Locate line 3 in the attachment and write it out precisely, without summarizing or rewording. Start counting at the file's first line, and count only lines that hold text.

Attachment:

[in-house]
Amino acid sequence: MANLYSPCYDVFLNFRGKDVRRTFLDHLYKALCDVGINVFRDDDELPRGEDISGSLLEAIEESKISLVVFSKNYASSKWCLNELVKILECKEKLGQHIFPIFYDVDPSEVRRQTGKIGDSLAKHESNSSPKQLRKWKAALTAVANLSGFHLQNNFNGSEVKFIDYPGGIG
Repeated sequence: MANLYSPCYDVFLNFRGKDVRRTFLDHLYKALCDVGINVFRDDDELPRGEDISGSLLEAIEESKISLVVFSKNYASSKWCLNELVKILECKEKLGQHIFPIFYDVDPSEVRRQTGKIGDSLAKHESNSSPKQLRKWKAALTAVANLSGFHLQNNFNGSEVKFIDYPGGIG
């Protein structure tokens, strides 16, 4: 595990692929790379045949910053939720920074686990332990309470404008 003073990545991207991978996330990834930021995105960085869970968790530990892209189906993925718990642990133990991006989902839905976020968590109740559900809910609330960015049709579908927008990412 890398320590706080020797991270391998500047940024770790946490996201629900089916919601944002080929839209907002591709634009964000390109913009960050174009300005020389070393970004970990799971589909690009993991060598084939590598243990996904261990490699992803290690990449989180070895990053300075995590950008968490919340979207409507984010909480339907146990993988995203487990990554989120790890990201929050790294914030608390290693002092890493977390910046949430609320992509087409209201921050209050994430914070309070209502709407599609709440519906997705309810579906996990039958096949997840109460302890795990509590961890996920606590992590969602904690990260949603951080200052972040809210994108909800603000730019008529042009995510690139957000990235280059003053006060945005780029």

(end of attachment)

Repeated sequence: MANLYSPCYDVFLNFRGKDVRRTFLDHLYKALCDVGINVFRDDDELPRGEDISGSLLEAIEESKISLVVFSKNYASSKWCLNELVKILECKEKLGQHIFPIFYDVDPSEVRRQTGKIGDSLAKHESNSSPKQLRKWKAALTAVANLSGFHLQNNFNGSEVKFIDYPGGIG